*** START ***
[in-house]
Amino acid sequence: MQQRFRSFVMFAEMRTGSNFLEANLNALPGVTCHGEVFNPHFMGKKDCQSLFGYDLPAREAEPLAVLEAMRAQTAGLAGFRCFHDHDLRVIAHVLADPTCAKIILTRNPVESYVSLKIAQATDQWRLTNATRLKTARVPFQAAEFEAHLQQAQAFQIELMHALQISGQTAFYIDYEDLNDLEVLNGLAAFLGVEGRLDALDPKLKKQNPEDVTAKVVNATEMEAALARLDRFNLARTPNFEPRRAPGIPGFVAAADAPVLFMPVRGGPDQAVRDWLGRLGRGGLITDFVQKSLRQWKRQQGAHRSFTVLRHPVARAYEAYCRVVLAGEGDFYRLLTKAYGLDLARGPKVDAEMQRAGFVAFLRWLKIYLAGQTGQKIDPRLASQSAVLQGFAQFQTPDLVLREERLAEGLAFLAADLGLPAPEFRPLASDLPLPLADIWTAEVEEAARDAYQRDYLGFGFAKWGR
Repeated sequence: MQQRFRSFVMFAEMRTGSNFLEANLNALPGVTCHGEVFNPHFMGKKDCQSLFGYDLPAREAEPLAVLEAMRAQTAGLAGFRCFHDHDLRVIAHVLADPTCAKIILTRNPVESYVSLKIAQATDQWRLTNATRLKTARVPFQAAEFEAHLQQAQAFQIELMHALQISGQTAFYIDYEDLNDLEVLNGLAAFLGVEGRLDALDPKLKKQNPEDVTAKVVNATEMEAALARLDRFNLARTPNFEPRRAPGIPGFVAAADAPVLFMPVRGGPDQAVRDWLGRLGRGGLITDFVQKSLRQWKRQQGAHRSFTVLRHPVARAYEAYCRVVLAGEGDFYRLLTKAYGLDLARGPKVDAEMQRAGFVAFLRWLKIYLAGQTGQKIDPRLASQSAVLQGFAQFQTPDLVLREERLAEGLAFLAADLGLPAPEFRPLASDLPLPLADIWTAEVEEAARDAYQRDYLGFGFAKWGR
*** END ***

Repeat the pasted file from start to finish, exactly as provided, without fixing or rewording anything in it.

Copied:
[in-house]
Amino acid sequence: MQQRFRSFVMFAEMRTGSNFLEANLNALPGVTCHGEVFNPHFMGKKDCQSLFGYDLPAREAEPLAVLEAMRAQTAGLAGFRCFHDHDLRVIAHVLADPTCAKIILTRNPVESYVSLKIAQATDQWRLTNATRLKTARVPFQAAEFEAHLQQAQAFQIELMHALQISGQTAFYIDYEDLNDLEVLNGLAAFLGVEGRLDALDPKLKKQNPEDVTAKVVNATEMEAALARLDRFNLARTPNFEPRRAPGIPGFVAAADAPVLFMPVRGGPDQAVRDWLGRLGRGGLITDFVQKSLRQWKRQQGAHRSFTVLRHPVARAYEAYCRVVLAGEGDFYRLLTKAYGLDLARGPKVDAEMQRAGFVAFLRWLKIYLAGQTGQKIDPRLASQSAVLQGFAQFQTPDLVLREERLAEGLAFLAADLGLPAPEFRPLASDLPLPLADIWTAEVEEAARDAYQRDYLGFGFAKWGR
Repeated sequence: MQQRFRSFVMFAEMRTGSNFLEANLNALPGVTCHGEVFNPHFMGKKDCQSLFGYDLPAREAEPLAVLEAMRAQTAGLAGFRCFHDHDLRVIAHVLADPTCAKIILTRNPVESYVSLKIAQATDQWRLTNATRLKTARVPFQAAEFEAHLQQAQAFQIELMHALQISGQTAFYIDYEDLNDLEVLNGLAAFLGVEGRLDALDPKLKKQNPEDVTAKVVNATEMEAALARLDRFNLARTPNFEPRRAPGIPGFVAAADAPVLFMPVRGGPDQAVRDWLGRLGRGGLITDFVQKSLRQWKRQQGAHRSFTVLRHPVARAYEAYCRVVLAGEGDFYRLLTKAYGLDLARGPKVDAEMQRAGFVAFLRWLKIYLAGQTGQKIDPRLASQSAVLQGFAQFQTPDLVLREERLAEGLAFLAADLGLPAPEFRPLASDLPLPLADIWTAEVEEAARDAYQRDYLGFGFAKWGR